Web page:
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Treasury wants O'Neill papers probed
Probe to focus on how possibly classified information appeared in a TV interview, spokesman says.
January 13, 2004: 10:42 AM EST

WASHINGTON (CNN) - The Treasury Department said Monday it is looking into how a government document from the very early days of the Bush administration -- marked "secret" and outlining plans for a post-Saddam Iraq -- became part of a CBS "60 Minutes" broadcast Sunday night.

"Based on the '60 Minutes' segment aired Sunday evening, there was a document that was shown that appeared to be classified," said Treasury Department spokesman Rob Nichols. "It was for that reason that it was referred to the U.S. inspector general's office."

Ex-Treasury Secretary Paul O'Neill

Ousted Treasury Secretary Paul O'Neill, now an outspoken critic of the Bush administration, was a guest on the program, along with Ron Suskind, the author of a book for which O'Neill was the primary source. O'Neill said on the program that the administration was preparing plans to move against Iraq "from the very beginning."

Suskind told CNN he had no access to secret documents and O'Neill never improperly took classified papers after leaving the Administration.

"I am certain O'Neill never had it," said Suskind, author of "The Price of Loyalty", referring to a National Security Council document on post-Sadaam Iraq.

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The Treasury Department is looking into how a government document that may be classified was shown in an interview with ex-Treasury Secretary Paul O'Neill on 60 Minutes. CNNfn's Louise Schiavone reports.

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Suskind said O'Neill gained proper authorization to all 19,000 Government documents used as sources for the book. "He got the documents from lawyers at the Treasury Department when he made a request after he left," said Suskind.

Paul O'Neill was traveling Monday afternoon and did not return a phone call from CNN.

The decision to refer the matter to the inspector general was made at a Monday morning Treasury Department meeting involving senior staff and department attorneys, Nichols said, and was made without the initiation or consultation of the White House.

There is a precedent for former Cabinet members to take information -- such as schedules, letters, press releases and speeches -- with them as they leave, but it would be illegal to take classified information.

The request for the investigation came as O'Neill's comments critical of the Bush administration sparked a fury of controversy in Washington. O'Neill clashed with the president on deficit spending and tax cuts, which ultimately led to O'Neill's departure.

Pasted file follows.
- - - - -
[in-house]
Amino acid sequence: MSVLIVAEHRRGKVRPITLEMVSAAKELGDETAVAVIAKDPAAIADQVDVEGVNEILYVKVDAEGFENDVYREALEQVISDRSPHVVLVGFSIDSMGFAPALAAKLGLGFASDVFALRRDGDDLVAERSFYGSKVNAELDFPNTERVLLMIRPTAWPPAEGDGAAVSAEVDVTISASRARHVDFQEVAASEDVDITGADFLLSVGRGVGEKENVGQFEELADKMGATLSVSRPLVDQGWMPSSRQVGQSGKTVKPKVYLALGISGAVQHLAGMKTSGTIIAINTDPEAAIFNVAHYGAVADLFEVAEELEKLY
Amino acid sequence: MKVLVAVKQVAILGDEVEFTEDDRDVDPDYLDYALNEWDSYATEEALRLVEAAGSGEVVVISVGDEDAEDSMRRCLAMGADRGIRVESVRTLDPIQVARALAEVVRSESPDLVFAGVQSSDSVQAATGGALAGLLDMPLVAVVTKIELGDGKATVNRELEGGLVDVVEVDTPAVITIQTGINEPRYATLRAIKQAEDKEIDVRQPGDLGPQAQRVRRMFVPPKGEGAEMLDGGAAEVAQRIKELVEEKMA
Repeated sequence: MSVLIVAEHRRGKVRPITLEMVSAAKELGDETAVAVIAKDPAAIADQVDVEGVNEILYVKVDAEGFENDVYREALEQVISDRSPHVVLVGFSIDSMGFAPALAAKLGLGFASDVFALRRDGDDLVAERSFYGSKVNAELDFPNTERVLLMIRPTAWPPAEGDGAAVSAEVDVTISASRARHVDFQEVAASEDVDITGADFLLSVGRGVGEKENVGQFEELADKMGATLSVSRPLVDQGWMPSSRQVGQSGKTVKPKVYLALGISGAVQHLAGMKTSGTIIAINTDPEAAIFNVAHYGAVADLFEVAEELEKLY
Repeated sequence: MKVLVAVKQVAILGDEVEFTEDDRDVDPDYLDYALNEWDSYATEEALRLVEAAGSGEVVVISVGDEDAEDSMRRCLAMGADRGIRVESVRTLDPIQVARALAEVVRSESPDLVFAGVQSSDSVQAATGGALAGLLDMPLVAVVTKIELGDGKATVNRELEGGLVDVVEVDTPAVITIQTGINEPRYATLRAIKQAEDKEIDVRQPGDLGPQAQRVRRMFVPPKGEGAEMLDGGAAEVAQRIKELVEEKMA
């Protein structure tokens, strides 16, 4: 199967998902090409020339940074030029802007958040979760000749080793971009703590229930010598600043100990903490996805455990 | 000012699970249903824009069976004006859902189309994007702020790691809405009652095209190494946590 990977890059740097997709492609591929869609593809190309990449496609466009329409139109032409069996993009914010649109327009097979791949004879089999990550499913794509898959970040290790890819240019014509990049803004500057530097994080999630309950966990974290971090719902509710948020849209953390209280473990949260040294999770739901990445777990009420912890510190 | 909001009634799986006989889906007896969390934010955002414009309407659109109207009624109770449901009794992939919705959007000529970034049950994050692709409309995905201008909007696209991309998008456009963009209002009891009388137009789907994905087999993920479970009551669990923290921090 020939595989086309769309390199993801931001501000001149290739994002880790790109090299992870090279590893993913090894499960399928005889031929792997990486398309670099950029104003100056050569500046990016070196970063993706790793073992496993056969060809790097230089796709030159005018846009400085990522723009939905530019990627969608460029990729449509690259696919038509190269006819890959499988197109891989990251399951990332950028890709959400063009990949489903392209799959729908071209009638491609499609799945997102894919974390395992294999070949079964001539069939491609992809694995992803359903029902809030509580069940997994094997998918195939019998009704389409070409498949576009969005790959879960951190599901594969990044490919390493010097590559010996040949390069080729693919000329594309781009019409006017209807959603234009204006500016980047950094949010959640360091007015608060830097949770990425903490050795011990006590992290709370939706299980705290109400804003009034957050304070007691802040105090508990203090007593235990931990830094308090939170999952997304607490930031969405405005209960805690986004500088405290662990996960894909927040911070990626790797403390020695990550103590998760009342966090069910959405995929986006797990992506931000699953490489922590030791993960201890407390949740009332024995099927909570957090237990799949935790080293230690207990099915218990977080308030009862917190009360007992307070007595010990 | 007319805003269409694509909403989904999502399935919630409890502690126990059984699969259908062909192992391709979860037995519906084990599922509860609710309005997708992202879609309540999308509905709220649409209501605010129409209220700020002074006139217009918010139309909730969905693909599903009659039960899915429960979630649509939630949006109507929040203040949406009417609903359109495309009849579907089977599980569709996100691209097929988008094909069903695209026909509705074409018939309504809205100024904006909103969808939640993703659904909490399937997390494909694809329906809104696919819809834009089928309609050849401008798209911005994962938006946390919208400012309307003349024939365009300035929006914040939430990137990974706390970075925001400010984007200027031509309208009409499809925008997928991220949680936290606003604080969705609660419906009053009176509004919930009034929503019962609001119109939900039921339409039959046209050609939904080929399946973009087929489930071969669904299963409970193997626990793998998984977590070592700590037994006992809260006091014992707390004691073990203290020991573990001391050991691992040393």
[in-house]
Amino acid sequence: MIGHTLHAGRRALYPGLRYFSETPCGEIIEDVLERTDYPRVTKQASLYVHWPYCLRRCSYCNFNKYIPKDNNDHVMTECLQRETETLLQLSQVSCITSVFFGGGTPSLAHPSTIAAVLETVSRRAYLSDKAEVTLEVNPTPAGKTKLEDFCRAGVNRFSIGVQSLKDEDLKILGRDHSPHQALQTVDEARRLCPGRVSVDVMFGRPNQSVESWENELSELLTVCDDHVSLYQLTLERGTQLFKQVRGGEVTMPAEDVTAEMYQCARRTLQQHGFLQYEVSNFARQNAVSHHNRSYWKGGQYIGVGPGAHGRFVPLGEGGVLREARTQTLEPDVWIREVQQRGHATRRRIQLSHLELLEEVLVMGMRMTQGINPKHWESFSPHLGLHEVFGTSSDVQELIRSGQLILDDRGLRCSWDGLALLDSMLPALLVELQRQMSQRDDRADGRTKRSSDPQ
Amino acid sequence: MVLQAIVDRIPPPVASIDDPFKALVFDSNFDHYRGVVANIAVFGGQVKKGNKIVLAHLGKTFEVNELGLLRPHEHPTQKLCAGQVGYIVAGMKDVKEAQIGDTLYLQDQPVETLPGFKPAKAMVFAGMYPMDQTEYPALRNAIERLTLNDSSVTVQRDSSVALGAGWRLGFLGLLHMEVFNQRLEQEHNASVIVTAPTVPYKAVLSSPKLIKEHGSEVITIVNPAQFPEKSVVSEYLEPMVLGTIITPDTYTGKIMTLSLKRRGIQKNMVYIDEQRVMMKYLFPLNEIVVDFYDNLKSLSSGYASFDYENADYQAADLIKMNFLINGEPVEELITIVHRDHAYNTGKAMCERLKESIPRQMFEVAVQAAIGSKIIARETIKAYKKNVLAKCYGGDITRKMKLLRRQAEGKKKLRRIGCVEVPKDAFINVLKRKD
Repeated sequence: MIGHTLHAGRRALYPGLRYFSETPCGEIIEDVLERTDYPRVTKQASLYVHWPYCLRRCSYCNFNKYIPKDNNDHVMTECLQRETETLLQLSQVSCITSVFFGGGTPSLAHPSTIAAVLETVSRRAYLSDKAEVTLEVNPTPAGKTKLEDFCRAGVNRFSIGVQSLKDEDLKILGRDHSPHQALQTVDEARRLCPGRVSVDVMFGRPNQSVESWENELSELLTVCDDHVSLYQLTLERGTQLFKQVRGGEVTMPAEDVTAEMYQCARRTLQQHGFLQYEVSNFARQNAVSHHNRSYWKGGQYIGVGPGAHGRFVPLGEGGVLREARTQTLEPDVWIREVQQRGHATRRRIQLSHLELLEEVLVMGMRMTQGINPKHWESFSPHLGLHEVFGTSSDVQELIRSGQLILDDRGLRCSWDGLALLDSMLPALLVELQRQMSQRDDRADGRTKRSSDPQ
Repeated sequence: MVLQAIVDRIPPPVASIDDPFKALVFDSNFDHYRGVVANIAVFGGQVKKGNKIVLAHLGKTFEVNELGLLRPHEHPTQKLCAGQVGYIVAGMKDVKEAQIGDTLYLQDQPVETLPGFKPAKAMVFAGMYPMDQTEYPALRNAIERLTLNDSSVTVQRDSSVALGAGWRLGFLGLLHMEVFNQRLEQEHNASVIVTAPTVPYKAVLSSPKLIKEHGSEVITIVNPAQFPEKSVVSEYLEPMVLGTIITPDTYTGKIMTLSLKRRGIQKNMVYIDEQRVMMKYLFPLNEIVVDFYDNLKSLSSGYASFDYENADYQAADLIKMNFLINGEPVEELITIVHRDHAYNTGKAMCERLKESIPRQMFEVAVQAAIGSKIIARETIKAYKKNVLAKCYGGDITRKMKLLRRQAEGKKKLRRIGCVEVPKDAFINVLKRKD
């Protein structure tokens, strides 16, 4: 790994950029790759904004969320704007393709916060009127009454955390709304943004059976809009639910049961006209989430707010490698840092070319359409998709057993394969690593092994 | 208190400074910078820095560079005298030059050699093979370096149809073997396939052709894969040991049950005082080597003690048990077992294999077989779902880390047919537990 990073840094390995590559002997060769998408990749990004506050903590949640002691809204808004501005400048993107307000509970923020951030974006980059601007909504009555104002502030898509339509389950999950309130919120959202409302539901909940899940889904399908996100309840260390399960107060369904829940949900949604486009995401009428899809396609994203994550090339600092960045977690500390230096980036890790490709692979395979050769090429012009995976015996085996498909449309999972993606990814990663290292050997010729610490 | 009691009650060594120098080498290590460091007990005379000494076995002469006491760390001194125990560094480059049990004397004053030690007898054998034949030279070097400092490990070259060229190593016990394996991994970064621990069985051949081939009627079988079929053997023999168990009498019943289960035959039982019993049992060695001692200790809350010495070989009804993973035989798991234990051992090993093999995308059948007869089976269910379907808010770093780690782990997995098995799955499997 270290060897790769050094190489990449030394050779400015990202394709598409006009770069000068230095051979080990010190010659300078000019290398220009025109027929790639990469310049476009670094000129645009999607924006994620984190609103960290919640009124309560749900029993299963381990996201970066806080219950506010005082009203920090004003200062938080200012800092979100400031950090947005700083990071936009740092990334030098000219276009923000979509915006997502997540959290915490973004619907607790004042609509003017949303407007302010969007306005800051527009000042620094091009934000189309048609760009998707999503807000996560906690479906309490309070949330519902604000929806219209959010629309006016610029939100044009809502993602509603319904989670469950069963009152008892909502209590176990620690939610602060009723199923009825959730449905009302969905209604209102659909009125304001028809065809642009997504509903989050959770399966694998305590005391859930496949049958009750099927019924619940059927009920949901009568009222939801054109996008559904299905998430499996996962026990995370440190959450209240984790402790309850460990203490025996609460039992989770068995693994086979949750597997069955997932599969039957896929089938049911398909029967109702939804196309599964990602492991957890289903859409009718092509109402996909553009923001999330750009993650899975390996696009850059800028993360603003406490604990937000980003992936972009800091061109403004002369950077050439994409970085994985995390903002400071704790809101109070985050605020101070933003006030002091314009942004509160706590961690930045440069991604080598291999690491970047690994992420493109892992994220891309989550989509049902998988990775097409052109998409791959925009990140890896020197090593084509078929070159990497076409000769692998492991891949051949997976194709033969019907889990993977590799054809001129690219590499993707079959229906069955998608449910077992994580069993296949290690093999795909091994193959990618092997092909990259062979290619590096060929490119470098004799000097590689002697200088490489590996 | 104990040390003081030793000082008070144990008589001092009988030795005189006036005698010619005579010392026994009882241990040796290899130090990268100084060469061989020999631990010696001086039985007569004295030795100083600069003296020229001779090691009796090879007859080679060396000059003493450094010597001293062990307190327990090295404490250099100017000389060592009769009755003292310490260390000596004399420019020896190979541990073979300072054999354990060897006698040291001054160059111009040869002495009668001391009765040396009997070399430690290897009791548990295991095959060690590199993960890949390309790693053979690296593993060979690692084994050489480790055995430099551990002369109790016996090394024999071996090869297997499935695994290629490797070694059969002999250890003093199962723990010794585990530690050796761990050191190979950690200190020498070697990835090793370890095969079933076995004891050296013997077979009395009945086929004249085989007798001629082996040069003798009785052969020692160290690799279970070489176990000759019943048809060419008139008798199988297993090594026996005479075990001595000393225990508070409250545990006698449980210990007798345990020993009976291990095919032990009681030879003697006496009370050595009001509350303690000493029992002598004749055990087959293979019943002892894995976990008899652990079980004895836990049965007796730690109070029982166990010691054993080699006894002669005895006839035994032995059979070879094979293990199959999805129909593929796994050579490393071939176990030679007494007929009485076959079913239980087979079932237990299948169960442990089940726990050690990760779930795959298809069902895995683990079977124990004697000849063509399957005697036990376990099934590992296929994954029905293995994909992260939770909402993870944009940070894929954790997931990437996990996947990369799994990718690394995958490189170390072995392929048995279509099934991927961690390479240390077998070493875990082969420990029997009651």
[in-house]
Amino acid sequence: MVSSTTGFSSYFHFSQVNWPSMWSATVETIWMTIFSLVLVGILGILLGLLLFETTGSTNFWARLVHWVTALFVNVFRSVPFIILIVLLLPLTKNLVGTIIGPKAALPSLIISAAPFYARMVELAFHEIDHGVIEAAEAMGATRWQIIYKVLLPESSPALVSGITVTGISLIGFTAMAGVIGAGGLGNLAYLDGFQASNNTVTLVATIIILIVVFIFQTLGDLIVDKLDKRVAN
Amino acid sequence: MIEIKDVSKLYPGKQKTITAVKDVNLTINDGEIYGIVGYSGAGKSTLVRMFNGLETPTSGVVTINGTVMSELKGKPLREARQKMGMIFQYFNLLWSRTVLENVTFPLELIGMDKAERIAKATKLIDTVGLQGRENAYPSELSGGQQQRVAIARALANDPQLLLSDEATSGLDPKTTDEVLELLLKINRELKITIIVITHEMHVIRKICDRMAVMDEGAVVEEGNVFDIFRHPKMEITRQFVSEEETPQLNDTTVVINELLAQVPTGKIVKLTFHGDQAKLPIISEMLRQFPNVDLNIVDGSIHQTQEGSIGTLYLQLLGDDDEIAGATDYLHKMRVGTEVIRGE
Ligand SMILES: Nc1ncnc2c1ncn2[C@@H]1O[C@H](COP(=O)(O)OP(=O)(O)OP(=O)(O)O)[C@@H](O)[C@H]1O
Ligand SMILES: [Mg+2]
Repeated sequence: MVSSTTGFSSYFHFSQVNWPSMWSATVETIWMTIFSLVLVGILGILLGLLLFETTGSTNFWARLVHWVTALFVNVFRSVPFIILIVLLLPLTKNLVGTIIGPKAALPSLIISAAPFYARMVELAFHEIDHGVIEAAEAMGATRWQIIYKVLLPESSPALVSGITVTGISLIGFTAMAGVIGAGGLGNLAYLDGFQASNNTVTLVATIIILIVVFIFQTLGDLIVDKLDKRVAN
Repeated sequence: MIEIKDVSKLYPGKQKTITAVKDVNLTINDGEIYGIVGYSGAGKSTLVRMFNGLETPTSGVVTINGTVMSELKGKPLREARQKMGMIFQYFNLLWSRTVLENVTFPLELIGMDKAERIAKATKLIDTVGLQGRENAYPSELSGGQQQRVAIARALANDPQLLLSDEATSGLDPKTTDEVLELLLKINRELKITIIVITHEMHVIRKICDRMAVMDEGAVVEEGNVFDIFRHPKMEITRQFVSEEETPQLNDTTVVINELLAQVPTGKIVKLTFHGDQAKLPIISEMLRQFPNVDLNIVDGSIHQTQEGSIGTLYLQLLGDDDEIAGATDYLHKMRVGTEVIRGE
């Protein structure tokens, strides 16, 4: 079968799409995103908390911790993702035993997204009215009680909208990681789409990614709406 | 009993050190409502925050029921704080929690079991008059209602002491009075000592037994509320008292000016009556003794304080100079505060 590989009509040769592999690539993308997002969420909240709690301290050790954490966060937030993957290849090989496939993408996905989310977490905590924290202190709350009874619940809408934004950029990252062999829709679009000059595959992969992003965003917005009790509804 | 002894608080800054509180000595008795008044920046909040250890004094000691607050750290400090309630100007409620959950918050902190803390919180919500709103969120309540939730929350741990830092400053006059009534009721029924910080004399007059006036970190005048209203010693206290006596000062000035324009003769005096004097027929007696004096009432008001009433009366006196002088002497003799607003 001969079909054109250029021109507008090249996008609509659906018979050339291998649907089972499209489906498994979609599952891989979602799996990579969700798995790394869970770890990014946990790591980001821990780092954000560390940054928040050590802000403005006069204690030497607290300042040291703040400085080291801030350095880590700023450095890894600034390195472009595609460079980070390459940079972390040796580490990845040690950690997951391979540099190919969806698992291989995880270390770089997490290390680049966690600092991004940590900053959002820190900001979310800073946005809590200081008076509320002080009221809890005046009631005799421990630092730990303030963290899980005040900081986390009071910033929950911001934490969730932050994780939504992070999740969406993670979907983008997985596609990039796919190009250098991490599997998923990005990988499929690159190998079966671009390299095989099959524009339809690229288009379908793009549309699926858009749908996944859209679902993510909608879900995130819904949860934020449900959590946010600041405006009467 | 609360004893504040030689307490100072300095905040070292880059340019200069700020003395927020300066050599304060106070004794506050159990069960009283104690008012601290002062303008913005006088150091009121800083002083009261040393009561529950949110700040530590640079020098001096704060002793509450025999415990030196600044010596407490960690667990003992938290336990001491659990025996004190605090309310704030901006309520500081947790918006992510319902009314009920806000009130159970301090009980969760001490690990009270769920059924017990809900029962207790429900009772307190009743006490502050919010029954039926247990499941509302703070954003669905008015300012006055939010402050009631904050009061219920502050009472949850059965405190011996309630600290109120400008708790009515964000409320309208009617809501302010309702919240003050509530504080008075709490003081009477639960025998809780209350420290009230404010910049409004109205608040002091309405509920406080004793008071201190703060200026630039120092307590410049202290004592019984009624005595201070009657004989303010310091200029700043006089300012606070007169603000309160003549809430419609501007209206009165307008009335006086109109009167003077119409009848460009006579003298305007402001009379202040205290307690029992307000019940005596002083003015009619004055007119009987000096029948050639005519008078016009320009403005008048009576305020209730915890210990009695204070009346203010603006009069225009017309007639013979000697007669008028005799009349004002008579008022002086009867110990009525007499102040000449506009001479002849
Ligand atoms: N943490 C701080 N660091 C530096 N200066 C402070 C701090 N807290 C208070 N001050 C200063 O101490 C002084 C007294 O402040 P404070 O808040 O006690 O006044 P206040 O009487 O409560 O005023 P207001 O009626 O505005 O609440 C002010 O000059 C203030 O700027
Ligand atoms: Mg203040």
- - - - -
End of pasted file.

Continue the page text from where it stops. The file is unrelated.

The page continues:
More on the conflict
Cabinet members defend Bush
Bush 'like a blind man'
Confessions of an insider

Asked if seeking the probe may look vindictive, Nichols said, "We don't view it in that way," according to Reuters news agency.

In the book, O'Neill describes a disengaged President Bush who appeared determined to bring the United States into a conflict with Iraq for the purpose of ousting Saddam Hussein.

Asked about the assertions Monday in Mexico, President Bush defended his decision to go to war with Iraq and disputed O'Neill's comments.

In the upcoming book, O'Neill compares Bush's presence at Cabinet meetings to "a blind man in a room full of deaf people."

O'Neill also maintains that his advice to Vice President Dick Cheney about steel tariffs and tax cuts was ignored, largely due to political considerations, according to excerpts from the book printed in Monday's Wall Street Journal.

O'Neill, who had served in the Ford administration and also as CEO of Alcoa Inc., a big aluminum producer, had argued that tax cuts would do serious damage to the federal budget and that tariffs would do little to help domestic steelmakers in the long run.

O'Neill's account of a disengaged President Bush eyeing war with Iraq from his first days in office drew jeers from White House officials, but Democrats said O'Neill's story shows Bush misled Americans about the road to war.

Commerce Secretary Don Evans, who was Bush's 2000 campaign chairman, said Bush asks tough questions and encourages debate in Cabinet meetings.

"He likes to see debate," Evans said. "He thinks it's very healthy, very constructive for the process. Oftentimes, he has to make the deciding decision when he has his advisers on both sides of the same subject."

Ron Suskind
Business and Industry
George W. Bush
Paul O'Neill

Rep. Dick Gephardt, a Democratic presidential contender who supported the war, said at a campaign stop in Iowa: "It's a worrisome fact, and we need to look into it and find out what really went on."

Suskind's book is scheduled for publication Tuesday. O'Neill gave Suskind 19,000 internal documents and took no money for his role in the book.

A CBS News spokesperson said, "We did not show any secret documents. We do not have secret documents. We showed the cover sheet that alluded to such documents."

Former Sen. Bob Dole, the Republicans' presidential nominee in 1996, said he wouldn't suggest O'Neill was "bitter," but "certainly very critical."

"I mean, there's always somebody in somebody's administration who jumps out early, sells a book, and goes after the guy who hired him," Dole told CNN. "I don't know if that's good. It may be good business, it's not good politics."  Top of page

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